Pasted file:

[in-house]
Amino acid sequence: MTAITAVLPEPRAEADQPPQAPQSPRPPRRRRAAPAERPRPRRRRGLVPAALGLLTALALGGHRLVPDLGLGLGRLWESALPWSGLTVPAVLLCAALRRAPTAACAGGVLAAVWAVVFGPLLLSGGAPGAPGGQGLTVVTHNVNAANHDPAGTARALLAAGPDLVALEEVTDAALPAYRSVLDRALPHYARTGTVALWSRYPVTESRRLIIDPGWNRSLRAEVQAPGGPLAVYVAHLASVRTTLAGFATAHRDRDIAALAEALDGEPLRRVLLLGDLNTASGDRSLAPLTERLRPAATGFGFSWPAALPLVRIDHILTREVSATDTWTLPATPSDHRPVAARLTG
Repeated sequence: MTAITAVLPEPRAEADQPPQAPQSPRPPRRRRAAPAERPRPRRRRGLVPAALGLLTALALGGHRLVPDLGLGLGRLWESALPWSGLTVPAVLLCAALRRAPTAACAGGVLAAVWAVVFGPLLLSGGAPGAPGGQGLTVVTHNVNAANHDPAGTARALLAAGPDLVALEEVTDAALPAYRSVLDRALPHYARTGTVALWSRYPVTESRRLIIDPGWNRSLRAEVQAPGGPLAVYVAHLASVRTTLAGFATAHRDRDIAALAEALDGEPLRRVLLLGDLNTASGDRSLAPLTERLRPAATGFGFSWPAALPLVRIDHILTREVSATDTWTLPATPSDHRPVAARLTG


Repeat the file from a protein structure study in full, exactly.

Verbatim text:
[in-house]
Amino acid sequence: MTAITAVLPEPRAEADQPPQAPQSPRPPRRRRAAPAERPRPRRRRGLVPAALGLLTALALGGHRLVPDLGLGLGRLWESALPWSGLTVPAVLLCAALRRAPTAACAGGVLAAVWAVVFGPLLLSGGAPGAPGGQGLTVVTHNVNAANHDPAGTARALLAAGPDLVALEEVTDAALPAYRSVLDRALPHYARTGTVALWSRYPVTESRRLIIDPGWNRSLRAEVQAPGGPLAVYVAHLASVRTTLAGFATAHRDRDIAALAEALDGEPLRRVLLLGDLNTASGDRSLAPLTERLRPAATGFGFSWPAALPLVRIDHILTREVSATDTWTLPATPSDHRPVAARLTG
Repeated sequence: MTAITAVLPEPRAEADQPPQAPQSPRPPRRRRAAPAERPRPRRRRGLVPAALGLLTALALGGHRLVPDLGLGLGRLWESALPWSGLTVPAVLLCAALRRAPTAACAGGVLAAVWAVVFGPLLLSGGAPGAPGGQGLTVVTHNVNAANHDPAGTARALLAAGPDLVALEEVTDAALPAYRSVLDRALPHYARTGTVALWSRYPVTESRRLIIDPGWNRSLRAEVQAPGGPLAVYVAHLASVRTTLAGFATAHRDRDIAALAEALDGEPLRRVLLLGDLNTASGDRSLAPLTERLRPAATGFGFSWPAALPLVRIDHILTREVSATDTWTLPATPSDHRPVAARLTG